The SRAM GX Eagle AXS wireless electronic shifting is smooth and precise and I would have been very impressed, except the button I pressed did exactly the opposite of what I wanted it to. It shifted me into an impossibly large cog in the back (the cassette being a 10-52). This made for such a low gear, there was nothing for the motor to do as I spun ineffectually at a comically high cadence, my speed dropping woefully. It was like all the wind suddenly vanished from my sails. Now I was mincing along pathetically and getting nothing out of the electric assist. If I weren’t such a mature, unflappable type I might have started crying. I fumbled around with my thumb trying to find the up-shift button but could not. I pulled over, frustrated. I will not say this is a criticism of the SRAM GX Eagle, since this was my first time using it, but it is a bit odd I’ve never struggled with this kind of thing before in my life. Perhaps I was a bit light-headed from having to adapt to the new kinematic.

There wasn’t enough light to see the controls, as I live in the kind of upscale community that doesn’t need to supply powerful streetlamps. Plus, my eyes are going. I have this irrational fear of already getting cataracts. I think it’s happened to all us 50-somethings. You should see my home: it seems like every week my wife brings home a new area lamp. As much as I squinted I couldn’t discern a second button. I got out my smartphone and struggled to unlock it. The fingerprint reader is pretty tricky and the facial recognition scanner even more so, especially in low light. (I really wish Samsung had gone for a TURBO OPERATING SYSTEM on this phone.) Finally I got the torch feature going, and found the up-shift button. Tech tip: it’s right above the down-shift button.

Based on what you’ve read of my test ride so far, you might be wondering at this point how much I’d had to drink. I want to assure you that, like all those who appreciate quality, I enjoy it responsibly. Was I tipsy? Well, of course, a bit … I mean, it was boys’ night out after all. But was I, to borrow a phrase from James Acaster, “hella tipsy”? I was not. Four of us had shared two pitchers (not counting the one that mostly gone when I arrived) and one of them was Trumer Pils, noted for its 4.9% ABV content and very flat leverage curve. Plus, I’d had two dinners right before meeting my pals. (One dinner was at the new pizza joint that, obviously, has miniscule portions.)

Now that I’d mastered the shifting, things got real, real good. I won’t say I could feel the difference with the 27.5-inch rear wheel—the “compact chainstay and super responsive behavior” weren’t prominent—but I did have that warm, relaxing sense that with this bike I’d never need to wonder if it would be wise to rotate the tires occasionally (which would be a hassle since they’re tubeless ). I’m also not sure I was fully appreciating the “low bottom bracket, slack headtube angle, and reduced fork offset” because I was just riding on a city street, not shredding singletrack ‘gnar, but the important thing about this bike is that it was fast, easy to pedal, and probably made me look really, really cool particularly because I wasn’t even wearing a helmet, mine being locked to my 3-speed back at the pub. For that reason, and because I didn’t want R— to think I’d made off with his superfly new ride, I made a nice sweeping U-turn in front of Gordo’s taqueria and made my way back to my pals. I cruised up the sidewalk and … WTF? Where did they go, and who were these randos standing out front?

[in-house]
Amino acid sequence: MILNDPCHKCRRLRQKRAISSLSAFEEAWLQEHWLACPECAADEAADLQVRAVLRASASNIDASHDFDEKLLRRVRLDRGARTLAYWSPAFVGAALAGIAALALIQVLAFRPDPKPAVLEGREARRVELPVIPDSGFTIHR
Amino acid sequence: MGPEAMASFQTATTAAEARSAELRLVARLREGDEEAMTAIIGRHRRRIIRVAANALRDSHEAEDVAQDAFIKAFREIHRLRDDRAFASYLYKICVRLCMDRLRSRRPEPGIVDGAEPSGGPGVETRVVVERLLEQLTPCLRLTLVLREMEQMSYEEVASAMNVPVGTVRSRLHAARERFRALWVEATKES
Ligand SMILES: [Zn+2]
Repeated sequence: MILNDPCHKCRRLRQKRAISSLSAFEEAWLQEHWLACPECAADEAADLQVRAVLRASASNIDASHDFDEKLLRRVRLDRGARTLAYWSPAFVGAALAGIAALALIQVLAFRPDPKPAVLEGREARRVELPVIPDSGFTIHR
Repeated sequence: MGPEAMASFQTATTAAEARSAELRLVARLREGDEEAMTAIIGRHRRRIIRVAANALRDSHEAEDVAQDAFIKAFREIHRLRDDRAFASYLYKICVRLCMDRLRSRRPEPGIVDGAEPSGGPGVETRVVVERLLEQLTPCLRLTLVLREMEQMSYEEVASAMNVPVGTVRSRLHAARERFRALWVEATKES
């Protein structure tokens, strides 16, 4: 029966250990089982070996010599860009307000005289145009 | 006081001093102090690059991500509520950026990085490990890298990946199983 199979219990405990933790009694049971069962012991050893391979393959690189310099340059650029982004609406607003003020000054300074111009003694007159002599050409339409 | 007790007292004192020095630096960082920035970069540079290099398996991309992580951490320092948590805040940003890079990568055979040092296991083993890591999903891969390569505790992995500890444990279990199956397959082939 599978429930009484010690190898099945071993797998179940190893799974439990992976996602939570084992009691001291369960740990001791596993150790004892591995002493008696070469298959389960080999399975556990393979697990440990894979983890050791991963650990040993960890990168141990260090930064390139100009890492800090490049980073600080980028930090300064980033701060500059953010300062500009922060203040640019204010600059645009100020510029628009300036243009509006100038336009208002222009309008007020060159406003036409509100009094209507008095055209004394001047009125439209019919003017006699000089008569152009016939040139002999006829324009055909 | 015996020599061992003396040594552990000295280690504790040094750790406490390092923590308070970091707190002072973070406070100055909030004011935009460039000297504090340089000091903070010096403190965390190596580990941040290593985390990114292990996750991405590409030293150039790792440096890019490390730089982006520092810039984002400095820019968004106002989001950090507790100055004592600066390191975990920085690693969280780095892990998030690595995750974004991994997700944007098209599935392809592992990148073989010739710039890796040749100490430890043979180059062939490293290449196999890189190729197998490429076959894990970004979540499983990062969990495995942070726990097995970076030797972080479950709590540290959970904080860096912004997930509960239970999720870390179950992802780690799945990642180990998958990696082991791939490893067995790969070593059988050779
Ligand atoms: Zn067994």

As it turns out, the two randos were R— and H—. Even though they were right where I expected to find them, the fact is I didn’t recognize them. And they were behaving strangely, staring right at me as if they wanted something. For a moment I felt an impulse to rip my shirt off and yell, “You wanna piece a me!?” but it passed. R— was wearing a new helmet and maybe that’s what threw me off. Or maybe, just maybe, the Turbo Levo SL 2 is that special kind of bike that makes you see the world differently. Okay, thinking through this a bit more I guess that’s probably not it, since I have long believed myself to be face blind. My struggle probably had nothing to do with the bike.